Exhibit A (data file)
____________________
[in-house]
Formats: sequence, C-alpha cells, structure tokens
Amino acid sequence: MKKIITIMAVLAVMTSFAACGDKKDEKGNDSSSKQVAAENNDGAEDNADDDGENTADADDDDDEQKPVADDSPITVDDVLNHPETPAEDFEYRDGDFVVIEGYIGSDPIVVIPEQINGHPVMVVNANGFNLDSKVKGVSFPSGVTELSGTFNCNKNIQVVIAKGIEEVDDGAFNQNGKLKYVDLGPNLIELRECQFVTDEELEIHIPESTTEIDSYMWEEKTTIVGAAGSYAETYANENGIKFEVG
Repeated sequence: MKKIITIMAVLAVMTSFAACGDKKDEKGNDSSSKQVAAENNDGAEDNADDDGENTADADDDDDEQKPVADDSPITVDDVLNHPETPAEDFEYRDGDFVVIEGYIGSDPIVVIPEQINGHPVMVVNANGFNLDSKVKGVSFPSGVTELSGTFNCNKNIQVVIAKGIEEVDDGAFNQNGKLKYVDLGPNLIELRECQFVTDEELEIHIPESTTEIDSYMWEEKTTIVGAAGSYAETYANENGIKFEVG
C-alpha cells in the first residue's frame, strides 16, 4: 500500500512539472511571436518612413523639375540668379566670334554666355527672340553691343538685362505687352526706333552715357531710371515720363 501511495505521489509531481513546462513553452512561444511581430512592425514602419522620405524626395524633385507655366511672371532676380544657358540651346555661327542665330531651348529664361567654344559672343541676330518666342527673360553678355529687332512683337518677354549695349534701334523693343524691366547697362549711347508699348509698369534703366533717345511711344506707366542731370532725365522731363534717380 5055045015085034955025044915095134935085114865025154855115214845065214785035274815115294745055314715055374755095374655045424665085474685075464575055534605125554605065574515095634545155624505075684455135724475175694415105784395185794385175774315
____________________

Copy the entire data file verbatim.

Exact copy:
[in-house]
Formats: sequence, C-alpha cells, structure tokens
Amino acid sequence: MKKIITIMAVLAVMTSFAACGDKKDEKGNDSSSKQVAAENNDGAEDNADDDGENTADADDDDDEQKPVADDSPITVDDVLNHPETPAEDFEYRDGDFVVIEGYIGSDPIVVIPEQINGHPVMVVNANGFNLDSKVKGVSFPSGVTELSGTFNCNKNIQVVIAKGIEEVDDGAFNQNGKLKYVDLGPNLIELRECQFVTDEELEIHIPESTTEIDSYMWEEKTTIVGAAGSYAETYANENGIKFEVG
Repeated sequence: MKKIITIMAVLAVMTSFAACGDKKDEKGNDSSSKQVAAENNDGAEDNADDDGENTADADDDDDEQKPVADDSPITVDDVLNHPETPAEDFEYRDGDFVVIEGYIGSDPIVVIPEQINGHPVMVVNANGFNLDSKVKGVSFPSGVTELSGTFNCNKNIQVVIAKGIEEVDDGAFNQNGKLKYVDLGPNLIELRECQFVTDEELEIHIPESTTEIDSYMWEEKTTIVGAAGSYAETYANENGIKFEVG
C-alpha cells in the first residue's frame, strides 16, 4: 500500500512539472511571436518612413523639375540668379566670334554666355527672340553691343538685362505687352526706333552715357531710371515720363 501511495505521489509531481513546462513553452512561444511581430512592425514602419522620405524626395524633385507655366511672371532676380544657358540651346555661327542665330531651348529664361567654344559672343541676330518666342527673360553678355529687332512683337518677354549695349534701334523693343524691366547697362549711347508699348509698369534703366533717345511711344506707366542731370532725365522731363534717380 5055045015085034955025044915095134935085114865025154855115214845065214785035274815115294745055314715055374755095374655045424665085474685075464575055534605125554605065574515095634545155624505075684455135724475175694415105784395185794385175774315